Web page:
2. Plaza hop in Seville
Las Setas are a space-age spectacle / Image: Turismo de Sevilla
If you want to discover the soul of a Spanish city you need to visit its plazas. That is particularly true in Seville, a place famous for its flamenco, where squares burst with life around the clock. Start at the Plaza de Encarnación, where the incredible ‘las setas’ (the mushrooms) canopy structure is a modernist marvel. For something a bit more traditional, the Plaza del Salvador – which takes its name from the square’s gorgeous Iglesia del Salvador – is packed with kids running free, chattering locals, and bartenders filling glasses of Cruzcampo quicker than you can say una caña (a small beer). And anyone after something different will love the sprawling, tree-lined Alameda de Hercules in Seville's trendy Alameda district, packed with quirky bars and restaurants. If you’re lucky, you may even experience an impromptu flamenco session.
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3. Kick back in Granada’s traditional teahouses
It's always tea time in Granada / Image: Adobe Stock
Most visitors to Granada make a beeline for the astonishing Alhambra, but beyond the city’s Moorish masterpiece there is a beguiling street life that teems with the same energy as Morocco’s souks or Turkey’s bazaars. In the Albayzín, Granada’s old Arab quarter, street stalls hawking fragrant spices and colourful tapestries line the narrow lanes, while the sweet smell of mint tea pipes from teterías, the traditional teahouses. When it’s time for a break, duck into Kasbah, a secretive nook of a tetería draped in breezy curtains and decorated with ornate Moorish arches. Elsewhere, the dimly lit Dar Ziryab is an inviting place to recharge over a cachimba (hookah), and Ábaco Té is a creaky, two-storey house where locals fuel up on esoteric teas.
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4. Marvel at the galaxy from Almeria
Almeria's skies put on an incredible show / Image: Getty Images
Spain’s Cabo de Gata-Nijar natural park is one of Europe’s last remaining wildernesses, and also happens to be one of the continent's best places for stargazing. Located in the coastal province of Almeria, a lesser-known highlight of Andalucia, its lack of light pollution offers spellbinding views of the cosmos. You’ll spot otherworldly geographical features such as the Arrecife de Las Sirenas (reef of the sirens) volcanic chimneys and the soaring pinnacle of extinct volcano La Majada Redonda. To really make the experience special, book a tour with Astronomía Cabo de Gata and learn about everything from the mythological stories of the constellations to how to identify moon craters. You can even request a telescope masterclass with one of the astronomers.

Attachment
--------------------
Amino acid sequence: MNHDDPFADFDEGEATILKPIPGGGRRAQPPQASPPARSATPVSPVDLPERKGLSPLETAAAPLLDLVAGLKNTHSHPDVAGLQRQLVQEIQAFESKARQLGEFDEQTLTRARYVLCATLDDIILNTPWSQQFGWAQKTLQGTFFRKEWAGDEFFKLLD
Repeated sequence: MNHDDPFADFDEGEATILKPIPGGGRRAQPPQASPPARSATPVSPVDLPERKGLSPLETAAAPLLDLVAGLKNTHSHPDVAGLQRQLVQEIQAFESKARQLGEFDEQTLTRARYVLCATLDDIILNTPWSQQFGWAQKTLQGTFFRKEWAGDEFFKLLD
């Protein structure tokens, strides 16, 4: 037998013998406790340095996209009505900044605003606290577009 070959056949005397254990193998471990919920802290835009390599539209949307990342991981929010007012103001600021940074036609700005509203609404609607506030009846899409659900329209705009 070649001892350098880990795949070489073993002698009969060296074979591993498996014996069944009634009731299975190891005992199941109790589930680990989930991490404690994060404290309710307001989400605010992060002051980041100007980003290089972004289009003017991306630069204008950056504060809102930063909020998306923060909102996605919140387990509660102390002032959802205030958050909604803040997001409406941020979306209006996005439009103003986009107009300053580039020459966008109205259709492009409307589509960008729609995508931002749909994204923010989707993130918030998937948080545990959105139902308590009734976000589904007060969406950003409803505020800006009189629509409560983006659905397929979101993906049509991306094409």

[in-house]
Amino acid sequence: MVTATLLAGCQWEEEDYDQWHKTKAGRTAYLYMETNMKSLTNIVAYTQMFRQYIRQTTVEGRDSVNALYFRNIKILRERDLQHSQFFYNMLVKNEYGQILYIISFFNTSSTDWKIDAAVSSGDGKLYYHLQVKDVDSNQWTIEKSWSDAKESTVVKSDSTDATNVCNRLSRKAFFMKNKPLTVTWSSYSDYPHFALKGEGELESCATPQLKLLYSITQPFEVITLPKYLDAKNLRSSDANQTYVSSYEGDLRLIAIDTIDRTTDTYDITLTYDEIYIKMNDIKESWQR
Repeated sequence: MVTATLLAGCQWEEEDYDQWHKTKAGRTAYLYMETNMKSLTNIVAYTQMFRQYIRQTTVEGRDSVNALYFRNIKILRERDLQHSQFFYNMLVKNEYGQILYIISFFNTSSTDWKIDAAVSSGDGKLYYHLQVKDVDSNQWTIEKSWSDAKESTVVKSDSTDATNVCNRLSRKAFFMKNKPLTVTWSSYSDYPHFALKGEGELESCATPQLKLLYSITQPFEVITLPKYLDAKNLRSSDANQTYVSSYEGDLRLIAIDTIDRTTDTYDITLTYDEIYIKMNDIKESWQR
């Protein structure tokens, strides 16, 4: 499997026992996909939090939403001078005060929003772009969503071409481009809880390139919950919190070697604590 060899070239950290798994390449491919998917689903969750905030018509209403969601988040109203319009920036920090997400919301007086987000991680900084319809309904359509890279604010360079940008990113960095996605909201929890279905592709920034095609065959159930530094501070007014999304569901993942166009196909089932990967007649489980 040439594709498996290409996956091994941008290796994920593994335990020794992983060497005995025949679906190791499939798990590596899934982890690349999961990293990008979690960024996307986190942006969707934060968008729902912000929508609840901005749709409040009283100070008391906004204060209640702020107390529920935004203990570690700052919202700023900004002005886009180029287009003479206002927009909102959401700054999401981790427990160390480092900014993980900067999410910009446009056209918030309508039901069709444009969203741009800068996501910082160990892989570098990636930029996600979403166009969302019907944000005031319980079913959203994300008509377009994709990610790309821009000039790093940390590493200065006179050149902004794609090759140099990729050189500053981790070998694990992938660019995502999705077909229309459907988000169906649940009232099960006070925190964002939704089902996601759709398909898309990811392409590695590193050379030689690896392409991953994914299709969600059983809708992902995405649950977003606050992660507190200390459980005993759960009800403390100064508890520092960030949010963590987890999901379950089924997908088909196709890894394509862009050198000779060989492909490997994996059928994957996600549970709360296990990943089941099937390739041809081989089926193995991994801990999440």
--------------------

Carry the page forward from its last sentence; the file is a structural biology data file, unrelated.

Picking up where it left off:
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5. Take a Picasso pilgrimage around Malaga
The Church of Santiago is a medieval marvel / Image: Malaga City Tourist Board
Pablo Picasso (1881-1973) was born in Malaga and although he moved away during childhood the southern Spanish city has kept a long vigil for its most famous son. Make a tour of this beautiful port city via Picasso sites like the Casa Natal Museum, which houses important artefacts in the painter’s story, such as family photos, selected artworks and even clothing worn by the infant artist. Next up: the Church of Santiago, a medieval beauty where young Pablo was baptised. Moving into the painter’s school years, pay a visit to the Instituto Vicente Espinel, where he sat his exams in June 1891. Around the marble-columned courtyard you’ll find assorted plaques and photographs celebrating famous pupils, including Picasso, Nobel Prize-winner Severo Ochoa and poet Manuel Altolaguirre. Lastly, take a cheeky selfie with the man himself, rendered in bronze and eternally gazing out with his sketchbook on a bench in the Plaza de la Merced.
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